Today it’s my great pleasure to be taking part in the blog tour for Foul Trade, the new May Keaps novel from author BK Duncan and I’d like to wish the author a very happy publication day. My thanks go to Sarah Hardy for including me in the tour. I’ll be sharing my thoughts on the book in just a moment after we’ve taken a look at what it is all about.
The Official Book Blurb
It is March 1920. May Keaps, the Poplar Coroner’s Officer, has never failed to provide a jury with sufficient evidence to arrive at a just verdict.
The poverty, drunken fights between visiting sailors, drug trafficking, and criminal gangs, haunting the shadows of the busiest docks in the world, mean that the Coroner sees more than its fair share of sudden and unnatural deaths.
May relishes the responsibility placed upon her but there are many who believe it’s an unsuitable job for a woman. Even May begins to wonder if that is the case when the discovery of a young man’s body, in a Limehouse alley, plunges her into an underworld of opium dens, gambling, turf wars, protection rackets and murder.
As her investigations draw her into danger, it becomes increasingly clear that whoever is responsible intends to avoid the hangman’s noose by arranging to have May laid out on one of her own mortuary slabs.
After reading the novella, The Last Post, which introduced the character May Keaps, I was really intrigued by her character and keen to read more about her, so the opportunity to read Foul Trade was one I couldn’t resist. To be honest, it’s a very interesting idea, a kind of early version of girl power with the irrepressible Miss Keaps taking the typically male dominated role of Coroner’s Officer in Poplar. I could tell from the novella that she was someone with a very strong personality and enquiring mind, traits which are used to full effect in this book.
Faced with the inquest into the death of a dancer by suspected overdose of cocaine, May cannot quite buy that this is a simple suicide and wants to know more. She is determined to uncover the truth about who is supplying the drugs, a quest which will see her come face to face with the charismatic Chinese entrepreneur, Brilliant Chang. When a young businessman is found beaten to death down on the docks, with further suspected links to the drugs trade, May takes it upon herself to conduct an investigation, helped in part by reported Jack Cahill, an investigation which places her in grave danger. How far she will go to find the truth is something you will need to read to find out, but needless to say that it is quite an action packed investigation.
I really liked the character of May Keaps. She is strong and determined, but also very much a young woman in a very difficult and masculine profession. She has been the main carer for her younger sister Alice who is now striving to find her place in the world, and it is clear that May would do anything to protect her. Alice is equally as headstrong as her sister, but where May had the war and her time spent working on the ambulances in France to level her head, Alice’s mind is still full of fancy. I really liked both of the young women, but can see that May has her hands full in keeping Alice on the straight and narrow, something which becomes all to apparent in this book. BUt really it is ay’s tenacity which makes this book so interesting. No matter the knocks, she gets back up and presses onward, and yet there is something very human and vulnerable about her. I could not help but root for her.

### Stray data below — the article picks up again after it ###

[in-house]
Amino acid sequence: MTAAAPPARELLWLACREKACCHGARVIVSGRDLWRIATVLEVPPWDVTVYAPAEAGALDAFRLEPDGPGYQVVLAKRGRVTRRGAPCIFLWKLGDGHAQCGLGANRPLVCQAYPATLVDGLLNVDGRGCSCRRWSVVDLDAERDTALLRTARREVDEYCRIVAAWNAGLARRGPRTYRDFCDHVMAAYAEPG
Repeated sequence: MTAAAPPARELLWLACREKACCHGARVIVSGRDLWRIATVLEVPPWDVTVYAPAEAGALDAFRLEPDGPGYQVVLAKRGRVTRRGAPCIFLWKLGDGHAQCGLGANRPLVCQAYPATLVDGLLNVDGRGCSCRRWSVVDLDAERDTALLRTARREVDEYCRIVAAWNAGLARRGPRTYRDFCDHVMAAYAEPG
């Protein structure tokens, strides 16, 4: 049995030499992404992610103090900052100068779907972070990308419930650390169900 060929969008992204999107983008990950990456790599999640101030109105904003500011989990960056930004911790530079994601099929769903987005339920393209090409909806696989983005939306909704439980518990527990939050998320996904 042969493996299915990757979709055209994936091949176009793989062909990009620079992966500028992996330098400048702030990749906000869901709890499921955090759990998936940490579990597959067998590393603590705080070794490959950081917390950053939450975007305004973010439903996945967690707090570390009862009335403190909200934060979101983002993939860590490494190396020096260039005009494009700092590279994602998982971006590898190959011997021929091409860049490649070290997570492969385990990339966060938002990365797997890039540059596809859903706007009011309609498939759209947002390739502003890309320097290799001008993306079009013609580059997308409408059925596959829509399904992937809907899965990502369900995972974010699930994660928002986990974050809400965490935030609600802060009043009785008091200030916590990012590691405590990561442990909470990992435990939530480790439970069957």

Author BK Duncan has done a really great job of recreating both the setting and the era in this novel. A lot of the action takes place in and around the docks, as well as some back street drug houses and gambling dens, and I could easily picture the scene as I read through the book. In terms of creating the feeling of the 1920’s, the sensibilities, the authentic tone of Alice and her language, as well as the formality of the Coroner’s and the natural courtesy of Brilliant Chang, all rang true. I am no expert on the era by a long chalk but it really fit the narrative and I felt like I was back there, experiencing the life on the streets and the docks. Even the vaudeville-esque feeling of the variety act felt real.
Despite this being set in the 1920’s, there was not lack of tension or action throughout the book, with May and Jack finding themselves in trouble on more than one occasion. Each time you feel like May should err on the side of caution and pass the investigation to the Police, but there would be no fun in that now would there? Each scrape she gets herself into sees the danger level’s rising. But just how far and how deadly these quests may be you’ll have to read for yourself.
I’ve really enjoyed this first full length foray into the world of May Keaps and look forward to seeing what our intrepid heroine gets herself into next. With her propensity for finding trouble at every turn, you know it’s going to be a whole lot of fun.
With thanks to publishers Bloodhound Books for providing an advance copy of the book for review. Foul Trade is available to purchase from the following retailers:
About the Author
BK Duncan is the pen name Ruth Wade has adopted for the May Keaps series of historical crime novels.
Born on a steam railway and brought up on the South Coast of England, such beginnings were destined to leave BK Duncan with a love of vintage transport, crashing seas, and Art Deco architecture.
Following a career encompassing developmental learning and change-management consultancy she now combines producing her own work with lecturing part-time in creative writing in colleges and academies in Cambridge and Oxford. Her two great passions are longbow archery and the Argentine Tango. Sadly, she is not nearly as accomplished at either as she’d like.
BK Duncan also writes historical crime novels as Ruth Wade
Make sure to take a look at some of the other brilliant blogs taking part in this tour.